At the heart of Korea’s Onsan Refinery lies a street called “A.I. Naimi Road,” an homage to Saudi Arabia’s oil minister. The reason: state-owned Saudi Arabian Oil Co. holds a 65 percent stake in the complex.
Taking a controlling interest last year in South Korea’s third-largest refinery highlights the shifting dynamics of the oil business. With crude prices down by more than half in the past two years, the Saudis and other oil-rich countries are fighting to lock in customers. Asia, which now accounts for 70 percent of Saudi oil exports, is the primary battleground.
For Saudi Aramco, as the company is widely known, that means purchasing stakes in refineries, with contracts guaranteeing most of the oil will come from the kingdom. Aramco has invested in three processing facilities in Asia. As Iran prepares to boost its own exports, the Saudis are on the cusp of a dramatic increase in its commitment to the region, eyeing billions of dollars of projects in countries from Indonesia to Vietnam.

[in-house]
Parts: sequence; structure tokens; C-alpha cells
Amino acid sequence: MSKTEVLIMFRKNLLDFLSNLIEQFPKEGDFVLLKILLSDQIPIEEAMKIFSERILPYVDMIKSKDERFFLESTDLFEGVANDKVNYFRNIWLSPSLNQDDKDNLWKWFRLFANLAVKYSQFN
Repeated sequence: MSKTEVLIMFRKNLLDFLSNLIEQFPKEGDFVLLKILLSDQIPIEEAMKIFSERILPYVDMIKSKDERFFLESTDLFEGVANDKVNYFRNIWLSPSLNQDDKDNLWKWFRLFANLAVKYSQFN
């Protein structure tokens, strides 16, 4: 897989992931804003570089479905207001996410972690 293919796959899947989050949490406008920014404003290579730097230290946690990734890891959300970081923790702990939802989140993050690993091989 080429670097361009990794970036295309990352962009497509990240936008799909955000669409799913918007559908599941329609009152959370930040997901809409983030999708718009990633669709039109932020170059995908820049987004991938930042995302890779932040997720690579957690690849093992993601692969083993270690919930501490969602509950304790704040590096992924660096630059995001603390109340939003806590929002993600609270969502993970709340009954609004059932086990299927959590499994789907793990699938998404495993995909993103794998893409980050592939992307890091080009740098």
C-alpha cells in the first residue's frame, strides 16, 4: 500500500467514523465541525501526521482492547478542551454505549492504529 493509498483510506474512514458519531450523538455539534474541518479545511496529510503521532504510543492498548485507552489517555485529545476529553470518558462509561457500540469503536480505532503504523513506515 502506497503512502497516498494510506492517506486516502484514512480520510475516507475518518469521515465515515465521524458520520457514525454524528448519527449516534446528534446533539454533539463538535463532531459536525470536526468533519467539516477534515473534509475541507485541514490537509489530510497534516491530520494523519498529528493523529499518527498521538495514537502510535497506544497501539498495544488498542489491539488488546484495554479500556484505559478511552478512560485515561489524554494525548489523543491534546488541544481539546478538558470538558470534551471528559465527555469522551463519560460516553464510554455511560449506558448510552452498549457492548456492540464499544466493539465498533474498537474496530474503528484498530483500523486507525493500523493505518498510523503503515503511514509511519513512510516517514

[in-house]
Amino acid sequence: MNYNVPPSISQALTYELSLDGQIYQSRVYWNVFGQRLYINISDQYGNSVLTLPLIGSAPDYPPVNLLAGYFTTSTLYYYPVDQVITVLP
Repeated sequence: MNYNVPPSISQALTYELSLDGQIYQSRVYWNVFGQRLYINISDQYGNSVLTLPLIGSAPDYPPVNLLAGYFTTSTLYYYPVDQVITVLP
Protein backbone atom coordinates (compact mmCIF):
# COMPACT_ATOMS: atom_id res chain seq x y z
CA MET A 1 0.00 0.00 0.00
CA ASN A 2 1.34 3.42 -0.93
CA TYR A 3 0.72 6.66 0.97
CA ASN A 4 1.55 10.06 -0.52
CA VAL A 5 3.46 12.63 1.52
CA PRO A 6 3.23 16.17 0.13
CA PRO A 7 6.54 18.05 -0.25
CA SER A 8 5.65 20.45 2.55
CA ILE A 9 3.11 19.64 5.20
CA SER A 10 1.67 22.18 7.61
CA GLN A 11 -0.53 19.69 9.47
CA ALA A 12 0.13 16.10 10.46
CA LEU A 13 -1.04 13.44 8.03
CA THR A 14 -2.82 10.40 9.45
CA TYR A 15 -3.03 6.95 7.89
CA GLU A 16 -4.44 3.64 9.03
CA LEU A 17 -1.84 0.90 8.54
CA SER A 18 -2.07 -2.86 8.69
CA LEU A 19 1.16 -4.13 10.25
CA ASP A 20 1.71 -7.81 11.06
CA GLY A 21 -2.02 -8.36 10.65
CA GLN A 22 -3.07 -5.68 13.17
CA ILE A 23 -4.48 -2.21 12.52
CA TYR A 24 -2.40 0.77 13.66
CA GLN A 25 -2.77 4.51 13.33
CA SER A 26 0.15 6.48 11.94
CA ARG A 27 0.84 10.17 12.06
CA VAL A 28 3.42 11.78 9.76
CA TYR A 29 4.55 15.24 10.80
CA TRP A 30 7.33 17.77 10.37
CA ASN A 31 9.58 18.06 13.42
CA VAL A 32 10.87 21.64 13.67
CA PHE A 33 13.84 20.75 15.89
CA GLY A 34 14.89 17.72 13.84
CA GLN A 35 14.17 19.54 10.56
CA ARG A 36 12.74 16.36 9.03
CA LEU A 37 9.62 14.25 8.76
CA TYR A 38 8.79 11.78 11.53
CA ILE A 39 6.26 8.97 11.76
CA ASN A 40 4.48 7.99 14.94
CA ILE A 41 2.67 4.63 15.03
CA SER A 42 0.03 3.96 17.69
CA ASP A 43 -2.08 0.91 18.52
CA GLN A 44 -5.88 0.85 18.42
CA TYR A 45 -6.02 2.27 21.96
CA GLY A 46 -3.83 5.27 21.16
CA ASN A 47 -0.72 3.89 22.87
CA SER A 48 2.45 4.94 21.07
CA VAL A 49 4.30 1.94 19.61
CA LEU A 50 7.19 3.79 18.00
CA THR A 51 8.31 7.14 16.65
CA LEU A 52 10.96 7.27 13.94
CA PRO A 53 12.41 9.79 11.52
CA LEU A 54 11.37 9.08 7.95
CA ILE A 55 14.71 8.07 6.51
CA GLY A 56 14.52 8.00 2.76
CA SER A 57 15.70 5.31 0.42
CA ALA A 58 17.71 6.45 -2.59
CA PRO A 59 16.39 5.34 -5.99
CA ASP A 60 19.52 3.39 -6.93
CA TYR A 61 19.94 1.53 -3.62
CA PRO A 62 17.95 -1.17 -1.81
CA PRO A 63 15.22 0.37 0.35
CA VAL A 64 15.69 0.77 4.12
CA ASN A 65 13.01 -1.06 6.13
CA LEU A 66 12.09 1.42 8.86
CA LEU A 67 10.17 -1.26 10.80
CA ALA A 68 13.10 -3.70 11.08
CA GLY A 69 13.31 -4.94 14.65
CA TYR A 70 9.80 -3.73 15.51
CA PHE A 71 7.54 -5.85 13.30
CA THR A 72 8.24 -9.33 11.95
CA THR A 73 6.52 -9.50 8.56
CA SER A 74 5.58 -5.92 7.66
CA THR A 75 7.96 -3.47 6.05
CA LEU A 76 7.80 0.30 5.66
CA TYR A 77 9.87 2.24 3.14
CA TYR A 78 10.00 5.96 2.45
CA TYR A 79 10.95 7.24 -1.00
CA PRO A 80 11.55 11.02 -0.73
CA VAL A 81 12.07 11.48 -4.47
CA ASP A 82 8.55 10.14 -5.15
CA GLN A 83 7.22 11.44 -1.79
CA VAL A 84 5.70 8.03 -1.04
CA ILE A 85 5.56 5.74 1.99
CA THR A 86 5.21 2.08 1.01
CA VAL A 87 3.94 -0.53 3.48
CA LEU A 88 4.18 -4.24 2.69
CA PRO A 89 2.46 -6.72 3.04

Owning refineries in Asia is “part of a long-term strategy to consolidate” the Saudi market share in a key region, said Mustafa Ansari, an analyst at the Arab Petroleum Investment Corp., a state-controlled development bank in Dammam, the city at the heart of Saudi oil country.
The Saudis pursued a similar path in the U.S. three decades ago to lock in sales as crude prices tumbled, buying into three oil-processing facilities in Texas and Louisiana since 1988. The strategy worked: Motiva Enterprises LLC, the U.S. refiner half-owned by Aramco, imported 65 million barrels of Saudi oil in the first eight months of 2015 — more than triple what ExxonMobil Corp. got from the kingdom in that time, U.S. government data show.